Evaluation of forest decontamination using radiometric measurements


An experiment has been conducted to evaluate the additional dose reduction by clear felling contaminated forestry in Fukushima Prefecture, Japan, and using the timber to cover the areas with wood chips. A portable gamma spectrometry system, comprising a backpack containing a 3x3” NaI(Tl) detector with digital spectrometer and GPS receiver, has been used to map dose rate and radionuclide activity concentrations before, after and at stages during this experiment. The data show the effect of the different stages of the experiment on dose rate at different locations around the site. The spectrometric data have allowed the assessment of the contributions of natural and anthropogenic radionuclides to the dose rate at different parts of the site before and after the experiment. This has clearly demonstrated the value of radiometric methods in evaluating remediation, and the effect of other environmental processes. The value of spectrometric methods which directly measure radionuclide concentrations has also been shown, especially through the identification of the contribution of natural and anthropogenic activity to the measured dose rate. The experiment has shown that clearing trees and applying wood chips can reduce dose rates by 10-15% beyond that achieved by just clearing the forest litter and natural redistribution of radiocaesium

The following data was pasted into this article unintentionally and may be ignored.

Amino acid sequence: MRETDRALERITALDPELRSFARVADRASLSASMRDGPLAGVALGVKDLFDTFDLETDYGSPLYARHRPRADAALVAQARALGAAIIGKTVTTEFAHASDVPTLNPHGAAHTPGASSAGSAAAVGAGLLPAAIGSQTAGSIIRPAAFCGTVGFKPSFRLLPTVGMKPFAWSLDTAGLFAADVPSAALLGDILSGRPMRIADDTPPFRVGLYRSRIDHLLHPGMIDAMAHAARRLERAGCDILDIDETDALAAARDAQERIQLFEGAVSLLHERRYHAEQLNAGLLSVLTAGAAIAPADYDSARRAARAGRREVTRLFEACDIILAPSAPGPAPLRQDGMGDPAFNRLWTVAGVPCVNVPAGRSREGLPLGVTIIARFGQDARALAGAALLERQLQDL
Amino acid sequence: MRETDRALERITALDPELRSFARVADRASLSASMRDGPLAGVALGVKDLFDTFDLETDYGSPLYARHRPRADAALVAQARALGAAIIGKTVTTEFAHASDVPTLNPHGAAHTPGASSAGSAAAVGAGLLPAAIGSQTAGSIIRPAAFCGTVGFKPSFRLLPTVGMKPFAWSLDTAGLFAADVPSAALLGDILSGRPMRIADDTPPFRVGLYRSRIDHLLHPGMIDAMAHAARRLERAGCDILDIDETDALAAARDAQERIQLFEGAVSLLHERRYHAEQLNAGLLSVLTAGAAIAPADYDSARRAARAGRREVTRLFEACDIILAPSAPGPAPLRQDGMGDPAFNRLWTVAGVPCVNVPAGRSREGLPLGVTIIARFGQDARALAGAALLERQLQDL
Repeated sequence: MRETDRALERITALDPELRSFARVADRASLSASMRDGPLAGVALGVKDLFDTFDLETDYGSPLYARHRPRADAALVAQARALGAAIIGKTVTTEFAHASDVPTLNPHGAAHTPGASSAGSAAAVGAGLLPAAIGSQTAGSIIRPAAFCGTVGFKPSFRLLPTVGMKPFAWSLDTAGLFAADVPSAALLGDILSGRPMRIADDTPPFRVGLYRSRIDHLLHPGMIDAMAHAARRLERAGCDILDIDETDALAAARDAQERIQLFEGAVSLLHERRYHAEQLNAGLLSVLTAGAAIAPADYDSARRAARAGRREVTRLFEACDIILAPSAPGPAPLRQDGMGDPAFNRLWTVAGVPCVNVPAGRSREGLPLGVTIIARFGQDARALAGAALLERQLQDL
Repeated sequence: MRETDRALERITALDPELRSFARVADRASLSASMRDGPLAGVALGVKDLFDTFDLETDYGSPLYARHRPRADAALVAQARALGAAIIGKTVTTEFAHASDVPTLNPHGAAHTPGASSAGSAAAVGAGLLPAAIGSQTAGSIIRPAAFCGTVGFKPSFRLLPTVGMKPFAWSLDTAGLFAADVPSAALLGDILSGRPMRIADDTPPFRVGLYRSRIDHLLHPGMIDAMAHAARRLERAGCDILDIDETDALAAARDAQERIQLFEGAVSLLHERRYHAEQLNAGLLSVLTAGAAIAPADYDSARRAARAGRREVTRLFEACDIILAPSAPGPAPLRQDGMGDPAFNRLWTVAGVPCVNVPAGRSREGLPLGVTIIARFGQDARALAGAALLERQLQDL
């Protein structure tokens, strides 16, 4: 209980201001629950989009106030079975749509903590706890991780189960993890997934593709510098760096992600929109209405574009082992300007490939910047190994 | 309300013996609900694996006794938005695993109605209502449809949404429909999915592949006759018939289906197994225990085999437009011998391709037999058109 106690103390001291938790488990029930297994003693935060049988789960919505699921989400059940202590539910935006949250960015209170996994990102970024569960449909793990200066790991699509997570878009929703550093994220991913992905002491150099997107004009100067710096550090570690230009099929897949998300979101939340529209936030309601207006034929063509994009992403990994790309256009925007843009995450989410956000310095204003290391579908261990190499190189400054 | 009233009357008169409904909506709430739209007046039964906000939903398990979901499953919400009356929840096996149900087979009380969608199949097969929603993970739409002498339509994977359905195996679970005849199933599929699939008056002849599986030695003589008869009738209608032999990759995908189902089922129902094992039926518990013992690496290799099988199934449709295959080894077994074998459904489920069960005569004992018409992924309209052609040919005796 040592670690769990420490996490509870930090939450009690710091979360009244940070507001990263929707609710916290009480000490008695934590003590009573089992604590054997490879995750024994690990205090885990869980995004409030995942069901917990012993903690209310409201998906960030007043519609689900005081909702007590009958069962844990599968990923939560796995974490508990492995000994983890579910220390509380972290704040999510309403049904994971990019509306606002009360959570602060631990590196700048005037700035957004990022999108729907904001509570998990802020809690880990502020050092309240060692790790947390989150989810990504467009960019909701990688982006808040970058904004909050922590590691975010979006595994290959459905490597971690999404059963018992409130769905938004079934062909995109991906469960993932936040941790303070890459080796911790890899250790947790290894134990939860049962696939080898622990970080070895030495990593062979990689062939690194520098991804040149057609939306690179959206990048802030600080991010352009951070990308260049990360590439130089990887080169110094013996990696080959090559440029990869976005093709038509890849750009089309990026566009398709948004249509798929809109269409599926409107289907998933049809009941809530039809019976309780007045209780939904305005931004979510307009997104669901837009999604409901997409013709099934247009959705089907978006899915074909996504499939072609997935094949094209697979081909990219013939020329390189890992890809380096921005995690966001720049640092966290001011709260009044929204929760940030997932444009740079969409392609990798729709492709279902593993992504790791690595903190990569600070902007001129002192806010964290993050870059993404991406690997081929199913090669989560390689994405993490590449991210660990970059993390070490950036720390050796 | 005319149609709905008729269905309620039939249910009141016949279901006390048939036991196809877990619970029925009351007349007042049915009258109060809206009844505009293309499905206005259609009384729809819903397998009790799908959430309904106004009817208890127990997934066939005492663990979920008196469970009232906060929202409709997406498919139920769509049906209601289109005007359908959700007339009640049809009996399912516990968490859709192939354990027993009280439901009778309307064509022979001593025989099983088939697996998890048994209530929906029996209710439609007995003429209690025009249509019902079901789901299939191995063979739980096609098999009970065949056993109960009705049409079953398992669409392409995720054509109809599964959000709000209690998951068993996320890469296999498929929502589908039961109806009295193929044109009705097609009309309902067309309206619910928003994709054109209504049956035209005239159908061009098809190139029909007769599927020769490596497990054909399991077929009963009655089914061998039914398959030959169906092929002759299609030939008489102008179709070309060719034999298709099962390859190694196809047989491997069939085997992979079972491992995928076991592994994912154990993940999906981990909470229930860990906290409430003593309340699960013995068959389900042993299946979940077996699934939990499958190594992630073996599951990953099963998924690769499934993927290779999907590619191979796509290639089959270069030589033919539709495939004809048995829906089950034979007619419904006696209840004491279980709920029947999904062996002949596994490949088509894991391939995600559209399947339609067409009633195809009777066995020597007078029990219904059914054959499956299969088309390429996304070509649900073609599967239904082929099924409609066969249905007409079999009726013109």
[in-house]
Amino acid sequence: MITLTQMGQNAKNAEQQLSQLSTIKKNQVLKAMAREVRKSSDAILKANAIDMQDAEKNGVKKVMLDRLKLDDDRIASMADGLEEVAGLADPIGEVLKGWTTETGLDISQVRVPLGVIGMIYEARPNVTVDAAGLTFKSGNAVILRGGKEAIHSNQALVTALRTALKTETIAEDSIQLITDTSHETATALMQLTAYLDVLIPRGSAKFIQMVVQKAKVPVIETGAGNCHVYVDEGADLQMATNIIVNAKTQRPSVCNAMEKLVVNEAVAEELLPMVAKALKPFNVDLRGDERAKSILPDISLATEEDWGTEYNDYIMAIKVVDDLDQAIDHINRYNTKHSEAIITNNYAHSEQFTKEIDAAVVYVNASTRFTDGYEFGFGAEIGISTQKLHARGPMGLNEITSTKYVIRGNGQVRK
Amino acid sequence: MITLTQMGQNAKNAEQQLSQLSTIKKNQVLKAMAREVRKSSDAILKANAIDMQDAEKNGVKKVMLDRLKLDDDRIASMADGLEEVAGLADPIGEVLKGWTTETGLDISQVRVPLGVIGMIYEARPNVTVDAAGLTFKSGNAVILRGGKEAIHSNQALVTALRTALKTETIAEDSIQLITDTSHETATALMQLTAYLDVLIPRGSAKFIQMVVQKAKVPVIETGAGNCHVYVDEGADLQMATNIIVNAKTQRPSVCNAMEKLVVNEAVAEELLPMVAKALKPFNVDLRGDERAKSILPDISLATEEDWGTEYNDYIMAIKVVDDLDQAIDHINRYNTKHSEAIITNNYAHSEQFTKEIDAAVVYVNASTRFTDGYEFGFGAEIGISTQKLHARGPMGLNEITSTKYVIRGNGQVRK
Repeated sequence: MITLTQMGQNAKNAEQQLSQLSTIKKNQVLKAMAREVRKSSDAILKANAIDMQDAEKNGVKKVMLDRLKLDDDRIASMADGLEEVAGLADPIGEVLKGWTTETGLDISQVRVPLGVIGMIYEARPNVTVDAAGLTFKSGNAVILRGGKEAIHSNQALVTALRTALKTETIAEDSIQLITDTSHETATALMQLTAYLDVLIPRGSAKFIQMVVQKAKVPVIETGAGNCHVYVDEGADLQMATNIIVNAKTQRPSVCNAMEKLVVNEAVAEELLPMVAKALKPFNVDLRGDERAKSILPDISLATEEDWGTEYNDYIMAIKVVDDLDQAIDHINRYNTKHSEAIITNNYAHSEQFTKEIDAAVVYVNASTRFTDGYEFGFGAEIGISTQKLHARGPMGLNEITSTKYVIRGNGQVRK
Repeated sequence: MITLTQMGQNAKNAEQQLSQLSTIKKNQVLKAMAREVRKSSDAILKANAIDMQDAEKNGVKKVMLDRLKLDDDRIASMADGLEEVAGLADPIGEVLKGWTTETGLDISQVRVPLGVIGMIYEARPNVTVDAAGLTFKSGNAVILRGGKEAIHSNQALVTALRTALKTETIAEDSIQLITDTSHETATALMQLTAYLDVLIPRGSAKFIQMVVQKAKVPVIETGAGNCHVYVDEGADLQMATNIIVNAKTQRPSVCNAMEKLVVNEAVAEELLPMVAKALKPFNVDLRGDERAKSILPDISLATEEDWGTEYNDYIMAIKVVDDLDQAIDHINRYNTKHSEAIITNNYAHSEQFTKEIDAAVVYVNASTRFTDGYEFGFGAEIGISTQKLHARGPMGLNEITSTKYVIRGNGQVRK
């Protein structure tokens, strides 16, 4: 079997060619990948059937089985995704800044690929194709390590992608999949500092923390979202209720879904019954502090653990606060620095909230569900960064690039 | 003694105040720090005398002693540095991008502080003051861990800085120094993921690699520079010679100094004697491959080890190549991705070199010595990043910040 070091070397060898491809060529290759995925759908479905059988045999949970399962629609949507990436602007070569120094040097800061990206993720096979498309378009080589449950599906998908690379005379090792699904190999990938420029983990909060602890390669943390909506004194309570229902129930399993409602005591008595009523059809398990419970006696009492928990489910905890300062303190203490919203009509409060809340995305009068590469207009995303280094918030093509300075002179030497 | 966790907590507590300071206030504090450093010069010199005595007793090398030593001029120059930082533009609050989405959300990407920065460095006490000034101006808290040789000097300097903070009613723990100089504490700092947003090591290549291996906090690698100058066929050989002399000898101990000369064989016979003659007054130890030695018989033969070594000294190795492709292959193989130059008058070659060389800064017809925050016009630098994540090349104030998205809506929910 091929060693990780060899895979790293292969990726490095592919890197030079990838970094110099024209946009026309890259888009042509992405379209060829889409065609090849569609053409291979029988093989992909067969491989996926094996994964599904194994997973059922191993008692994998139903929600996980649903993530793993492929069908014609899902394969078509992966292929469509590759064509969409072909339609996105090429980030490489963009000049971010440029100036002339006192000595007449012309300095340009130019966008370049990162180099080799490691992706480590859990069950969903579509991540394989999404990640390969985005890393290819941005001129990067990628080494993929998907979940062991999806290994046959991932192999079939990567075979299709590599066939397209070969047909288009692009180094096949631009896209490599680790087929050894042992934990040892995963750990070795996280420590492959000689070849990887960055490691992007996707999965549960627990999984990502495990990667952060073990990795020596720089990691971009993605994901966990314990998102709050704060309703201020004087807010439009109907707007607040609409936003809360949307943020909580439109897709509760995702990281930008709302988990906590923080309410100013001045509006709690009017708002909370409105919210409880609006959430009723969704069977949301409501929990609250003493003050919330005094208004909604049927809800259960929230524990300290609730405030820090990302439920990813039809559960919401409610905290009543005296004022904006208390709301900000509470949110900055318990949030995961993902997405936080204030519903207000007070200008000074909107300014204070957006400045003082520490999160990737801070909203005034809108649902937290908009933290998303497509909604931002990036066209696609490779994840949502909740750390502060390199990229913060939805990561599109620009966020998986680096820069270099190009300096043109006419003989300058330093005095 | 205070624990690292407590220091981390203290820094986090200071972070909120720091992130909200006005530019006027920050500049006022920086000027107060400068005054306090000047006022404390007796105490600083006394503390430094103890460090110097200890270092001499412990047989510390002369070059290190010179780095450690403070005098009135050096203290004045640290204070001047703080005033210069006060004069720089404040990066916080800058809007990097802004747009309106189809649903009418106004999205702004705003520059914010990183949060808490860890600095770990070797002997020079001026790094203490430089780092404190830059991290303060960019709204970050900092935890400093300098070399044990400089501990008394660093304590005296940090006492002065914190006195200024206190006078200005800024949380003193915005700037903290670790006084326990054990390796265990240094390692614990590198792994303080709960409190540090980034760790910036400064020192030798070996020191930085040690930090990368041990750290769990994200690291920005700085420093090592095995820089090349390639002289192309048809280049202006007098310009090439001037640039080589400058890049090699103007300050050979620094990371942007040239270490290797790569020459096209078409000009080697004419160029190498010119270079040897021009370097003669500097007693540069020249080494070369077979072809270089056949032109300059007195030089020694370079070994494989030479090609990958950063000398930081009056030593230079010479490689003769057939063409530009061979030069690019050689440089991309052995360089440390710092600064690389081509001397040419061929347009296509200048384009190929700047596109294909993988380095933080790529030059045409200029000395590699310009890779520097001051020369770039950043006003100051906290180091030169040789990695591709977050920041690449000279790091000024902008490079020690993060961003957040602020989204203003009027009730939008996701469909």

Similar works